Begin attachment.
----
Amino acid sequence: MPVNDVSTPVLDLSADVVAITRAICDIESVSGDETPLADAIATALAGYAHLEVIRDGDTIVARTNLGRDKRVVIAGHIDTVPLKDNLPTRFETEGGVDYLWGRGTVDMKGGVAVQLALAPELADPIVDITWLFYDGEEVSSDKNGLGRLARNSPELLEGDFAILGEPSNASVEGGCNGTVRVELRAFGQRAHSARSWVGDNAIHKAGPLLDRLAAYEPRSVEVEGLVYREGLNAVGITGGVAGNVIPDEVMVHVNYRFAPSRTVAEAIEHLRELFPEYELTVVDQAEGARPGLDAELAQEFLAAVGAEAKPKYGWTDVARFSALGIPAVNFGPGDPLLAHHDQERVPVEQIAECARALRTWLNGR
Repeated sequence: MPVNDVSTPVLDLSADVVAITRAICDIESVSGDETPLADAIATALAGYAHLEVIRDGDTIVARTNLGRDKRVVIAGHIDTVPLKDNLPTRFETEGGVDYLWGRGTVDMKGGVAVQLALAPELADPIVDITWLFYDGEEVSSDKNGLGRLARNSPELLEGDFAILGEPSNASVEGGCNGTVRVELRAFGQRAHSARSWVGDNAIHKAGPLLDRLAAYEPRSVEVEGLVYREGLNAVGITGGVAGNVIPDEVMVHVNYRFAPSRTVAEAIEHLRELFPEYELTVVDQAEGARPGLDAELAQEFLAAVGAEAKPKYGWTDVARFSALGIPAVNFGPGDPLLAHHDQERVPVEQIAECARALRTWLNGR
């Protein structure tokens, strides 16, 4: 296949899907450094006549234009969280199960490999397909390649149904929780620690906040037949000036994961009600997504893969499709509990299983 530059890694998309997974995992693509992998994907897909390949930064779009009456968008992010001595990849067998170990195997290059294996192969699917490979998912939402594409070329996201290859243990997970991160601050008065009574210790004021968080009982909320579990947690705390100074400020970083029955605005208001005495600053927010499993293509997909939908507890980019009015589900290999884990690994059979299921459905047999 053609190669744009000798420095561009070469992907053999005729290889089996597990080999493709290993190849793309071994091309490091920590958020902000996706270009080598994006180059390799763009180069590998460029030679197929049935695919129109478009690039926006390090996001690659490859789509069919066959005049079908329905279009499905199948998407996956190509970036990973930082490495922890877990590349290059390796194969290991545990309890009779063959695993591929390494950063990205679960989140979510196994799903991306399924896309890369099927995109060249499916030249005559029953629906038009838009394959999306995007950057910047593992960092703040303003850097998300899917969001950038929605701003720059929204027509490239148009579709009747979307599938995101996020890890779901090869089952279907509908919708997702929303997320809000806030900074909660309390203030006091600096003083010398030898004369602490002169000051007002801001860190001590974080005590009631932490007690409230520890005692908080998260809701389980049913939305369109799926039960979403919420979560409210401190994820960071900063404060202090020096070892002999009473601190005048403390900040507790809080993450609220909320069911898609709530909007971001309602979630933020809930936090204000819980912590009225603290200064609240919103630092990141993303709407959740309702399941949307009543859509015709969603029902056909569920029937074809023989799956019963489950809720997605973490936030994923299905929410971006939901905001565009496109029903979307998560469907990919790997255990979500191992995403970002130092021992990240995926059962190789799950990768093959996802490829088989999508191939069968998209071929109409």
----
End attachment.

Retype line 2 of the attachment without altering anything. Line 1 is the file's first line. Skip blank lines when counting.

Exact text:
Repeated sequence: MPVNDVSTPVLDLSADVVAITRAICDIESVSGDETPLADAIATALAGYAHLEVIRDGDTIVARTNLGRDKRVVIAGHIDTVPLKDNLPTRFETEGGVDYLWGRGTVDMKGGVAVQLALAPELADPIVDITWLFYDGEEVSSDKNGLGRLARNSPELLEGDFAILGEPSNASVEGGCNGTVRVELRAFGQRAHSARSWVGDNAIHKAGPLLDRLAAYEPRSVEVEGLVYREGLNAVGITGGVAGNVIPDEVMVHVNYRFAPSRTVAEAIEHLRELFPEYELTVVDQAEGARPGLDAELAQEFLAAVGAEAKPKYGWTDVARFSALGIPAVNFGPGDPLLAHHDQERVPVEQIAECARALRTWLNGR